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 Post subject: The King of Elfland's Daughter
PostPosted: Wed Jul 25, 2007 7:07 pm 
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Knight
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Has anyone ever read the classic fantasy novel _The King of Elfland's Daughter_ by Lord Dunsany? It's a gripping book, could be considered one of the foundation books of all modern fantasy. Check your local library for a copy, or good luck with ebay / amazon.

Published in (I think) the 1930's. Well worth finding.


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PostPosted: Wed Jul 25, 2007 7:28 pm 
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I have not. But I am intrigued now. :)

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PostPosted: Wed Jul 25, 2007 9:28 pm 
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The Scribe of Athero
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Me too - just the name alone invites all kinds of fantasy fantasizing :D Will look for it at the library first.

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PostPosted: Thu Jul 26, 2007 10:49 am 
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Knight
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There's also a record album / CD titled the same, by Bob Johnson and Pete Knight, which tells the story musically (folk music style). Vinyl came out in 1977 by Chrysalis Records; CD in 1991 by Demon Records. I had the local CD Warehouse order a copy.

Brief plot synopsis:

In the land of Erl, the men appeal to their Lord to have a magic Lord, instead of mundane, because they think it will bring fame and renown to their land. The Lord sends his son, Alveric, to Elfland to find and wed the King of Elfland's daughter, Lirazel.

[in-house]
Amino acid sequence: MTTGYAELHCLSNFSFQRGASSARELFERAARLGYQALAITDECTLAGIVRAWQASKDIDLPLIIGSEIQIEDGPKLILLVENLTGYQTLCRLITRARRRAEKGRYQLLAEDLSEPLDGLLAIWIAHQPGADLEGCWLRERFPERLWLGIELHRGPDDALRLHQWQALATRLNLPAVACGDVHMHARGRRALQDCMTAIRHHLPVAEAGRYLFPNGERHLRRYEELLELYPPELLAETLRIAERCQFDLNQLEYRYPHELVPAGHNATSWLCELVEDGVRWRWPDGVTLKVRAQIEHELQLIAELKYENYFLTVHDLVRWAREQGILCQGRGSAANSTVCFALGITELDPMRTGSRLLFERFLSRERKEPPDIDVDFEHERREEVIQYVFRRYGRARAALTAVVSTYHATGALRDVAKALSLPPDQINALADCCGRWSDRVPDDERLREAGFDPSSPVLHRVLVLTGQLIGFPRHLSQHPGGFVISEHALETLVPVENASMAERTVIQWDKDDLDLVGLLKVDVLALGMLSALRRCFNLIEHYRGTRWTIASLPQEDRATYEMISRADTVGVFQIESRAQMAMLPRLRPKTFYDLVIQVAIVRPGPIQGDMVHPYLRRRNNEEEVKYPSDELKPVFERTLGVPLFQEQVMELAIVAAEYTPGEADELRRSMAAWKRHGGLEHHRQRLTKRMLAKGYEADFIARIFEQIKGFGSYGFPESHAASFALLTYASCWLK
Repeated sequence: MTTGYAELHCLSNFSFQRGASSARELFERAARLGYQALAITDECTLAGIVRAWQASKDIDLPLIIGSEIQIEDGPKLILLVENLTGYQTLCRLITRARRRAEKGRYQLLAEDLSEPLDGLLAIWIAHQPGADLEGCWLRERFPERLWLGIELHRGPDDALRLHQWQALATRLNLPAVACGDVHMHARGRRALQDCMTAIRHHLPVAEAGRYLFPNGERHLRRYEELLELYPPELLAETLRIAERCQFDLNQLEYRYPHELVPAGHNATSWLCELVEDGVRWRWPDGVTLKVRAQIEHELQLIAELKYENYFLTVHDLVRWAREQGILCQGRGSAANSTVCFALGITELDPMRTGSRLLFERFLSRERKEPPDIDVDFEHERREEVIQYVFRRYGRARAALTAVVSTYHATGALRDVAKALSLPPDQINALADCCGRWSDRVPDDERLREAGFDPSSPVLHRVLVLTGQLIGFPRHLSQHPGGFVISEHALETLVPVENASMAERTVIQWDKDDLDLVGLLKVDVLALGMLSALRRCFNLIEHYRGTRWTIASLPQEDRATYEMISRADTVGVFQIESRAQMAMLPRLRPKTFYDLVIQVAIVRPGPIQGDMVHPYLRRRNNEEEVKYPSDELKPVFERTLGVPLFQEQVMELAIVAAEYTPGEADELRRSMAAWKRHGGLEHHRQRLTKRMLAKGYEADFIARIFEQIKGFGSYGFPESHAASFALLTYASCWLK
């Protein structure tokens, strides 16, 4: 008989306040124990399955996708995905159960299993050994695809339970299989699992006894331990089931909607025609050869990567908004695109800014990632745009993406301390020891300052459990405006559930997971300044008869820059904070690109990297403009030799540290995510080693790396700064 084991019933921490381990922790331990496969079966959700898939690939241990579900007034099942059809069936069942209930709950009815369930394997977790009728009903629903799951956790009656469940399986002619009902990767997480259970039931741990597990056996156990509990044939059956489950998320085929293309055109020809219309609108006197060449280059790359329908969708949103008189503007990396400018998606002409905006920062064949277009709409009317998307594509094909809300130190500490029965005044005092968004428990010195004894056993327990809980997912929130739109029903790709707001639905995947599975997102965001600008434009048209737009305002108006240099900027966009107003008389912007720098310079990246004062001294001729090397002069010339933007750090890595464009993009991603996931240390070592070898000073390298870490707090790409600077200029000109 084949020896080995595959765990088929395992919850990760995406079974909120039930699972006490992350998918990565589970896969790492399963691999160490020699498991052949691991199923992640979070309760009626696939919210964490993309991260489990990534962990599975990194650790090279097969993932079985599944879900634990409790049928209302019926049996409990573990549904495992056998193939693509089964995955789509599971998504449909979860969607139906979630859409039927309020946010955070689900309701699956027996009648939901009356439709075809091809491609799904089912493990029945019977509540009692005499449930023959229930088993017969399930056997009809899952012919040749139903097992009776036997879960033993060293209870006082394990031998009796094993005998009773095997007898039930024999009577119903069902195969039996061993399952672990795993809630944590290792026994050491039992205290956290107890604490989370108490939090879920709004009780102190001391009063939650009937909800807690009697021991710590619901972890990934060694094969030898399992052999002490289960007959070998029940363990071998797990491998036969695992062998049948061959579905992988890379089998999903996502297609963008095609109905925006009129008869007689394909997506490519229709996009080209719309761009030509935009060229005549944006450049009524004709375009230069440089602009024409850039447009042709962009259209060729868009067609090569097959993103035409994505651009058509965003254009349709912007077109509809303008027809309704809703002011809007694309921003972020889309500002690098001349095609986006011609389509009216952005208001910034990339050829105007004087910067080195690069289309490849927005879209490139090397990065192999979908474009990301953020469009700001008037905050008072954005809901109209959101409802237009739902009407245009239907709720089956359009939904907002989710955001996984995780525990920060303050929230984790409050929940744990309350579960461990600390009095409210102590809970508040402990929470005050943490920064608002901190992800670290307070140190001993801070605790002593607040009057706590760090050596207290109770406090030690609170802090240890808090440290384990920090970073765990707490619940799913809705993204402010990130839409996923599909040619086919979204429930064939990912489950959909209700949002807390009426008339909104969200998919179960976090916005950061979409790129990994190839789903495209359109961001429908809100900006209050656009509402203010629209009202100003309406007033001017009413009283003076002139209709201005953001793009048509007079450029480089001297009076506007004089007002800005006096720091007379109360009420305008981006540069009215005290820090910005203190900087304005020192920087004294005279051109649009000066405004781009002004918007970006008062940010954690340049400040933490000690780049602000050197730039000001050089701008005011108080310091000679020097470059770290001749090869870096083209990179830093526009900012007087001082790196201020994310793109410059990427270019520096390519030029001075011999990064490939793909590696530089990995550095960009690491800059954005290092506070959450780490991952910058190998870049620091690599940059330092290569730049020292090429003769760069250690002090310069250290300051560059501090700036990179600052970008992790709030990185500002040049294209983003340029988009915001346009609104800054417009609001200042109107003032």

The book is about his quest, and what happens as a result of it. Some fantastic lines from the book:


The King of Elfland had withdrawn his frontiers far, leaving a space that to cross would weary the comet.

She dwelt by herself, in a narrow cottage of thatch, and roamed the high fields alone, to gather the thunderbolts; thunderbolts that had no earthly forging, that made such weapons as to parry unearthly danger.

So it was that Alveric, after traveling towards the Elfin mountains, pushed through a hedge into a field untended, and there suddenly close before him was the frontier of twilight.


Go find it.


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PostPosted: Thu Jul 26, 2007 10:52 am 
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The Scribe of Athero
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Oooh *swoon* - what beautiful language!!!

I am going to my local library sometime this week to donate two copies of Witchcanery. I will be sure to look for it then. Hope I can find it.

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PostPosted: Thu Jul 30, 2009 6:46 pm 
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The Scribe of Athero
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My library finally located a copy of the book - it was the July 1999 reprint by Del Rey for their new (at the time) imprint, Del Rey Impact, that covers lost treasures like The King of Elfland's Daughter.

I have just started reading it, but am already impressed by the testimonials of people like H.P. Lovecraft ("No amount of mere description can convey more than a fraction of Lord Dunsany's pervasive charm.")

Another delight is the Introduction by Neil Gaiman (he sure gets around, doesn't he?). Neil gives a little bit of the history of Lord Dunsany, who is, apparently, a bona fide English noble, the 8th Baron of Dunsany. Read this one paragraph by Neil to see the respect he has for Lord Dunsany and his writing.